Why Do Some Animals Have Large Litters?

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The number of offspring a species produces is finely tuned to optimize its chances for survival. For some, the best strategy is to produce a great number of relatively small young; though predators will consume many of them, the odds are good that at least a few offspring will survive to maturity. Often, the geography and resources available to the females influence the number of offspring that the species produces as well.

Reproductive Strategy

Most organisms exhibit reproductive strategies that broadly fall into one of the two categories; those which produce a large number of young, termed r-selected species, and K-selected species that produce a few well-developed offspring. For example, humans -- who have no more than one offspring per year -- are said to be K-selected, while mice -- r-selected organisms -- may produce dozens of young in a year. Another factor involved in determining the litter size of an organism is the optimal size of its offspring. As the space inside the mother's body available for the developing offspring is finite, litter size and offspring size are often inversely proportionate.

It's Easier Laying Eggs

While the term “litter” typically refers to a group of live born young, live-bearing species do not have a monopoly on large reproductive effort. Many animals deposit very large numbers of eggs, especially fish, frogs and invertebrates. As egg layers usually deposit eggs relatively early in the developmental process -- as opposed to live young, whose development is usually advanced by the time of birth -- egg-laying females usually can carry more offspring in their body cavity. Because they engage in external fertilization and they release the eggs before they have started developing, many fish secrete an incredible number of eggs. Female ocean sunfish (Mola mola) sometimes release up to 300 million eggs into the water, though only a small percentage of the total are fertilized.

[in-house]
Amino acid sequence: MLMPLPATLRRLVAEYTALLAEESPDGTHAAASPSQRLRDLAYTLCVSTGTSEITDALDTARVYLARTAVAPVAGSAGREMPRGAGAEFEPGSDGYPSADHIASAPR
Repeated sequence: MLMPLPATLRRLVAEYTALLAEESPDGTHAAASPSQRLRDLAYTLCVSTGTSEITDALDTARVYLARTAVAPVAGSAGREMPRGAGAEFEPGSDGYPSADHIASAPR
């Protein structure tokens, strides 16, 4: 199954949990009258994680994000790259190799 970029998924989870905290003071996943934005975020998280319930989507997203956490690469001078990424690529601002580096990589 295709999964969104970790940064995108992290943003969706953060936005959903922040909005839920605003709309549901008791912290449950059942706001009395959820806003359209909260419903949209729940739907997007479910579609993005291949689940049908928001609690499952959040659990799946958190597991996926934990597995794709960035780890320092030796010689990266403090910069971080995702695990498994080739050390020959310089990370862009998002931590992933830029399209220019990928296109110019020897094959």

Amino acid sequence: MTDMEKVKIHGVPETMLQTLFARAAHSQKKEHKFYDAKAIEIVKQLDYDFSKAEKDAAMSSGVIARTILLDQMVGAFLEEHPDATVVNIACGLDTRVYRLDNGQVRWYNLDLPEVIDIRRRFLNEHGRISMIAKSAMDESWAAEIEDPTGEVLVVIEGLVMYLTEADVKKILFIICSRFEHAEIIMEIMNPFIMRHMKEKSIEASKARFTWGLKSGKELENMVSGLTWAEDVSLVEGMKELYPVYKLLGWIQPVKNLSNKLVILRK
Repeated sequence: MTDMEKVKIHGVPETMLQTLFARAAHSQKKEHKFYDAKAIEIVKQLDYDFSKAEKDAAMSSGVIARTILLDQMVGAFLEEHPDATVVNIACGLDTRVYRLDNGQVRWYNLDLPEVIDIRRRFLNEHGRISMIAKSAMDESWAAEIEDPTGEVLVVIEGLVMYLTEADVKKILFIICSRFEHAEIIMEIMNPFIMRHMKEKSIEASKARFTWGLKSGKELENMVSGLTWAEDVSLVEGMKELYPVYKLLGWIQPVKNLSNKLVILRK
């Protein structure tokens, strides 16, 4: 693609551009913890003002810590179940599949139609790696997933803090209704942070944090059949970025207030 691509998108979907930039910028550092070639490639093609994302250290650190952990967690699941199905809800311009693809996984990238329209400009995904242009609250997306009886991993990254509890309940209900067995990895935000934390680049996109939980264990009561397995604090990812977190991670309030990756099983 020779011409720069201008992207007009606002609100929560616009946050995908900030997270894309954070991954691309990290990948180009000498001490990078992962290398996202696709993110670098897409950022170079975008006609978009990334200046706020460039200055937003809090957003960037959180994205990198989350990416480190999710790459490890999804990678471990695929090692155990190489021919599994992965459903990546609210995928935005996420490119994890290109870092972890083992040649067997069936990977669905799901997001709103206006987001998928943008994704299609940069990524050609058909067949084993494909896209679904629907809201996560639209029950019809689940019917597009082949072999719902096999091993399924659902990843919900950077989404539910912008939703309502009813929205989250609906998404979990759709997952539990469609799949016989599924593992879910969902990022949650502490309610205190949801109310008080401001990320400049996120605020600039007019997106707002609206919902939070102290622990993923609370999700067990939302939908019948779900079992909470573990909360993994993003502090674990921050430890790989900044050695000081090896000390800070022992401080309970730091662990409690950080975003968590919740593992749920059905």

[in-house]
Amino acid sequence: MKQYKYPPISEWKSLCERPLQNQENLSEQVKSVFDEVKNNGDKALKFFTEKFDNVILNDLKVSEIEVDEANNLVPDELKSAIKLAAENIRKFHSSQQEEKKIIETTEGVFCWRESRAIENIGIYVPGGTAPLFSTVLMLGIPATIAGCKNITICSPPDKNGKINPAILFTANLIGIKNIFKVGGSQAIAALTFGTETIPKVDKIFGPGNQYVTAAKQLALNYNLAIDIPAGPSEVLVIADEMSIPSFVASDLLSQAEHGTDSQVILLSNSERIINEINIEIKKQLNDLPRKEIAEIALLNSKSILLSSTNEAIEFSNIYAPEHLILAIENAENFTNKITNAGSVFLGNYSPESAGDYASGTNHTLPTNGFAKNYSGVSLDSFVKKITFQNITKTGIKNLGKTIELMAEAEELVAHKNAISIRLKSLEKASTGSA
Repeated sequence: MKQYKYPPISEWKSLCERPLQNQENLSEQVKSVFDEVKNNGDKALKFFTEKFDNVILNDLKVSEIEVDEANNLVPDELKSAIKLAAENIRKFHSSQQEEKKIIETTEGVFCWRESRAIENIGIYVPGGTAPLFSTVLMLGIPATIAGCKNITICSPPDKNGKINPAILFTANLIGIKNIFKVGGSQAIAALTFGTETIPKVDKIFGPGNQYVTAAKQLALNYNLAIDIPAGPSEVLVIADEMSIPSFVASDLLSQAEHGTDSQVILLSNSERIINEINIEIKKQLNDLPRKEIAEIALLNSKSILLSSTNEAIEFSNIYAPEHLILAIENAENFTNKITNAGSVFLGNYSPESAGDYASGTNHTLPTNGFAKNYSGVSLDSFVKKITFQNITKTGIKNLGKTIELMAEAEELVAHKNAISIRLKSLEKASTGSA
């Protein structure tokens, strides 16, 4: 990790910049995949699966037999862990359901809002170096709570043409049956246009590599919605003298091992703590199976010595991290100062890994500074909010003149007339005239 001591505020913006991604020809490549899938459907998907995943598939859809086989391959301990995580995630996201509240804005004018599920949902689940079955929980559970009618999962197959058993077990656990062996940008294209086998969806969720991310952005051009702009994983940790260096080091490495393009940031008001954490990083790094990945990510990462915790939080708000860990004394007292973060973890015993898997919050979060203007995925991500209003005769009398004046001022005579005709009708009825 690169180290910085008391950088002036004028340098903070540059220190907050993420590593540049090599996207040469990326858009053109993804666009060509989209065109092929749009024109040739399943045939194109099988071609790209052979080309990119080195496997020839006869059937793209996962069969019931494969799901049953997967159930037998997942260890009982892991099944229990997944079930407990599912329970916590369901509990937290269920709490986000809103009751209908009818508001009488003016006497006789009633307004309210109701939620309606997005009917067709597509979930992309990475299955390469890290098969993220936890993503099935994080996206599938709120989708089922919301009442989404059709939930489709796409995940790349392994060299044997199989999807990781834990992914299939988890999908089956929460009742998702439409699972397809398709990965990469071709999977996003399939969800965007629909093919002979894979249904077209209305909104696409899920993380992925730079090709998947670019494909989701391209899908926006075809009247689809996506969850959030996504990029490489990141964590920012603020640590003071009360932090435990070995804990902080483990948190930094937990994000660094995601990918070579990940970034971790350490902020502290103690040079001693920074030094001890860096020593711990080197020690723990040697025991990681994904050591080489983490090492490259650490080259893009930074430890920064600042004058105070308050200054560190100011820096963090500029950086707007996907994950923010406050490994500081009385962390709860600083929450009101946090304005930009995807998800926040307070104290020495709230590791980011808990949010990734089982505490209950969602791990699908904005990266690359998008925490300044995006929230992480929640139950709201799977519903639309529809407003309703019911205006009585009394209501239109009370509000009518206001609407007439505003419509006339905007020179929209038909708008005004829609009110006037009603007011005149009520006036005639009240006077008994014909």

Particularly Prolific

For mammals, the number of nipples roughly corresponds with their maximum litter size, though generally, clutches average about half this number. Tailless tenrecs (Tenrec ecaudatus) have as many as 29 nipples and have produced litters of 32 offspring in the wild. Puff Adders (Bitis arietans) are extremely prolific -- one female gave birth to 156 young in one litter. Large nile monitors (Varanus niloticus) thrive in the face of numerous competing species by depositing up to 60 eggs per clutch. The record for fecundity, or the number of animals produced by a female, probably belongs to a eusocial insect, such as an ant or bee. Some entomologists think that African driver ants (Dorylus wilverthi) are the most prolific species: The queens deposit 3 million to 4 million eggs every 25 days or so.

Individual and Geographic Variation

Sometimes, an individual mother will give birth to a much larger or smaller number of babies than is typical for her species. This often correlates with the amount of food the mother has been able to accumulate prior to breeding. Some species exhibit varying fecundity among populations living in different locations. Egg-laying species demonstrate this phenomenon well: On average, birds living near the equator deposit fewer eggs than birds living closer to the poles.

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